Washington is an amazing place to visit.  What we saw in three to four hours is only a small piece of the experience.  However, this small visit was more than enough to make Maggie and I realize even more how amazing and special of a country we do live in.  We hope to be back soon!

Comments

Popular posts from this blog

Paper Highways: The Unbuilt New Orleans Bypass (Proposed I-410)

  There are many examples around the United States of proposed freeway corridors in urban areas that never saw the light of day for one reason or another. They all fall somewhere in between the little-known and the infamous and from the mundane to the spectacular. One of the more obscure and interesting examples of such a project is the short-lived idea to construct a southern beltway for the New Orleans metropolitan area in the 1960s and 70s. Greater New Orleans and its surrounding area grew rapidly in the years after World War II, as suburban sprawl encroached on the historically rural downriver parishes around the city. In response to the development of the region’s Westbank and the emergence of communities in St. Charles and St. John the Baptist Parishes as viable suburban communities during this period, regional planners began to consider concepts for new infrastructure projects to serve this growing population.  The idea for a circular freeway around the southern perimeter of t

Hernando de Soto Bridge (Memphis, TN)

The newest of the bridges that span the lower Mississippi River at Memphis, the Hernando de Soto Bridge was completed in 1973 and carries Interstate 40 between downtown Memphis and West Memphis, AR. The bridge’s signature M-shaped superstructure makes it an instantly recognizable landmark in the city and one of the most visually unique bridges on the Mississippi River. As early as 1953, Memphis city planners recommended the construction of a second highway bridge across the Mississippi River to connect the city with West Memphis, AR. The Memphis & Arkansas Bridge had been completed only four years earlier a couple miles downriver from downtown, however it was expected that long-term growth in the metro area would warrant the construction of an additional bridge, the fourth crossing of the Mississippi River to be built at Memphis, in the not-too-distant future. Unlike the previous three Mississippi River bridges to be built the city, the location chosen for this bridge was about two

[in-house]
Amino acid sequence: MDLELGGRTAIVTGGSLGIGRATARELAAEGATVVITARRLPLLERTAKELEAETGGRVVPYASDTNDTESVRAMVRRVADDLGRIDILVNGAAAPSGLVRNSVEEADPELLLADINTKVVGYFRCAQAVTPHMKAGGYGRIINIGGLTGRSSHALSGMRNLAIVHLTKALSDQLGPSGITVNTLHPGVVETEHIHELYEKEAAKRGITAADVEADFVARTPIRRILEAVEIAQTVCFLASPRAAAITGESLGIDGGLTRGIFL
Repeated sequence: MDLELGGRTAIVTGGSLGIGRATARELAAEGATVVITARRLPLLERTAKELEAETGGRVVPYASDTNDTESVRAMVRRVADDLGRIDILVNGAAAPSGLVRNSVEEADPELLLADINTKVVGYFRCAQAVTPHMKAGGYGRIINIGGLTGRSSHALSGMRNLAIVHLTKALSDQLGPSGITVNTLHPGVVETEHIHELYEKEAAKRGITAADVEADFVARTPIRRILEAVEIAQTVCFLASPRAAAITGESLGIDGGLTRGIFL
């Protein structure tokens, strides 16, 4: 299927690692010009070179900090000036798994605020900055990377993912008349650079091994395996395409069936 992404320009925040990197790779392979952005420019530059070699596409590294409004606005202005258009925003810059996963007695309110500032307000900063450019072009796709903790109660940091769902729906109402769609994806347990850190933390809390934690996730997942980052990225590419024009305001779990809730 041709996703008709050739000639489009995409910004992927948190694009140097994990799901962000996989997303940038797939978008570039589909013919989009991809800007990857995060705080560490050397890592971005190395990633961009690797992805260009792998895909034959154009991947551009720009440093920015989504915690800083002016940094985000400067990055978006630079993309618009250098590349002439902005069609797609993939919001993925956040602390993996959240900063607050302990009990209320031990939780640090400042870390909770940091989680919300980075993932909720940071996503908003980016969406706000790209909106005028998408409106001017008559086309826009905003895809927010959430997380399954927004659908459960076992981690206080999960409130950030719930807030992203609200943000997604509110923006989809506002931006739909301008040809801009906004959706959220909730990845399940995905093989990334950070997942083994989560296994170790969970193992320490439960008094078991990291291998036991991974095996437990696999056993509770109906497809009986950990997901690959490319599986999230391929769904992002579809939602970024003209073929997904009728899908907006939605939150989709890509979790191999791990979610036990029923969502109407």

Memphis & Arkansas Bridge (Memphis, TN)

  Like the expansion of the railroads the previous century, the modernization of the country’s highway infrastructure in the early and mid 20th Century required the construction of new landmark bridges along the lower Mississippi River (and nation-wide for that matter) that would facilitate the expected growth in overall traffic demand in ensuing decades. While this new movement had been anticipated to some extent in the Memphis area with the design of the Harahan Bridge, neither it nor its neighbor the older Frisco Bridge were capable of accommodating the sharp rise in the popularity and demand of the automobile as a mode of cross-river transportation during the Great Depression. As was the case 30 years prior, the solution in the 1940s was to construct a new bridge in the same general location as its predecessors, only this time the bridge would be the first built exclusively for vehicle traffic. This bridge, the Memphis & Arkansas Bridge, was completed in 1949 and was the third